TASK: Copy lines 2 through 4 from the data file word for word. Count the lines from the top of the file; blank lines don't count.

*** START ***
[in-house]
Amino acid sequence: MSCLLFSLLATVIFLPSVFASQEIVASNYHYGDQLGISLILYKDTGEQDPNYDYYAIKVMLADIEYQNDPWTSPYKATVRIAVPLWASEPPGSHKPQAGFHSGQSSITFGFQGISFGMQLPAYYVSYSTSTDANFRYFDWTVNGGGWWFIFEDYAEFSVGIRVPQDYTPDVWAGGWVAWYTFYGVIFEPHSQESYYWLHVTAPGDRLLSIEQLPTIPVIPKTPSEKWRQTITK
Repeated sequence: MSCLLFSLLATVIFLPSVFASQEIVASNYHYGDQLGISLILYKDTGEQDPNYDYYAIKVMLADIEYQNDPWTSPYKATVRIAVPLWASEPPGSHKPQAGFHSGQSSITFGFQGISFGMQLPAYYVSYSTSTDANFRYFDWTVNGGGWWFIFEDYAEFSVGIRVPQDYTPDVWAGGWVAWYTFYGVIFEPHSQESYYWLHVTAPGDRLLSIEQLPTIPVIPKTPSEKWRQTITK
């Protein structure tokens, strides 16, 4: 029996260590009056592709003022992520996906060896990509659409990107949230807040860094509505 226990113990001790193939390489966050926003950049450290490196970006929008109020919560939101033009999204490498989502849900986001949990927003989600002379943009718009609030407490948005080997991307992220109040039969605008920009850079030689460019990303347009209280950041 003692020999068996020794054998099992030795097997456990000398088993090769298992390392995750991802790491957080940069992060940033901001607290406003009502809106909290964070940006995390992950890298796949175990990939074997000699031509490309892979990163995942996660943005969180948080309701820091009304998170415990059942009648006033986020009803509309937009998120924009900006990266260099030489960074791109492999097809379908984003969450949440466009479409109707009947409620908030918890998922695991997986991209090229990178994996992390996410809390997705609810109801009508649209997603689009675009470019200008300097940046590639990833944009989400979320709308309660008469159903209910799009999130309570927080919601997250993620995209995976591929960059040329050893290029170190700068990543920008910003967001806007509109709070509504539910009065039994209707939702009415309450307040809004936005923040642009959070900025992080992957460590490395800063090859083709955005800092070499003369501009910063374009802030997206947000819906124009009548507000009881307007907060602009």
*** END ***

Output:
Amino acid sequence: MSCLLFSLLATVIFLPSVFASQEIVASNYHYGDQLGISLILYKDTGEQDPNYDYYAIKVMLADIEYQNDPWTSPYKATVRIAVPLWASEPPGSHKPQAGFHSGQSSITFGFQGISFGMQLPAYYVSYSTSTDANFRYFDWTVNGGGWWFIFEDYAEFSVGIRVPQDYTPDVWAGGWVAWYTFYGVIFEPHSQESYYWLHVTAPGDRLLSIEQLPTIPVIPKTPSEKWRQTITK
Repeated sequence: MSCLLFSLLATVIFLPSVFASQEIVASNYHYGDQLGISLILYKDTGEQDPNYDYYAIKVMLADIEYQNDPWTSPYKATVRIAVPLWASEPPGSHKPQAGFHSGQSSITFGFQGISFGMQLPAYYVSYSTSTDANFRYFDWTVNGGGWWFIFEDYAEFSVGIRVPQDYTPDVWAGGWVAWYTFYGVIFEPHSQESYYWLHVTAPGDRLLSIEQLPTIPVIPKTPSEKWRQTITK
């Protein structure tokens, strides 16, 4: 029996260590009056592709003022992520996906060896990509659409990107949230807040860094509505 226990113990001790193939390489966050926003950049450290490196970006929008109020919560939101033009999204490498989502849900986001949990927003989600002379943009718009609030407490948005080997991307992220109040039969605008920009850079030689460019990303347009209280950041 003692020999068996020794054998099992030795097997456990000398088993090769298992390392995750991802790491957080940069992060940033901001607290406003009502809106909290964070940006995390992950890298796949175990990939074997000699031509490309892979990163995942996660943005969180948080309701820091009304998170415990059942009648006033986020009803509309937009998120924009900006990266260099030489960074791109492999097809379908984003969450949440466009479409109707009947409620908030918890998922695991997986991209090229990178994996992390996410809390997705609810109801009508649209997603689009675009470019200008300097940046590639990833944009989400979320709308309660008469159903209910799009999130309570927080919601997250993620995209995976591929960059040329050893290029170190700068990543920008910003967001806007509109709070509504539910009065039994209707939702009415309450307040809004936005923040642009959070900025992080992957460590490395800063090859083709955005800092070499003369501009910063374009802030997206947000819906124009009548507000009881307007907060602009």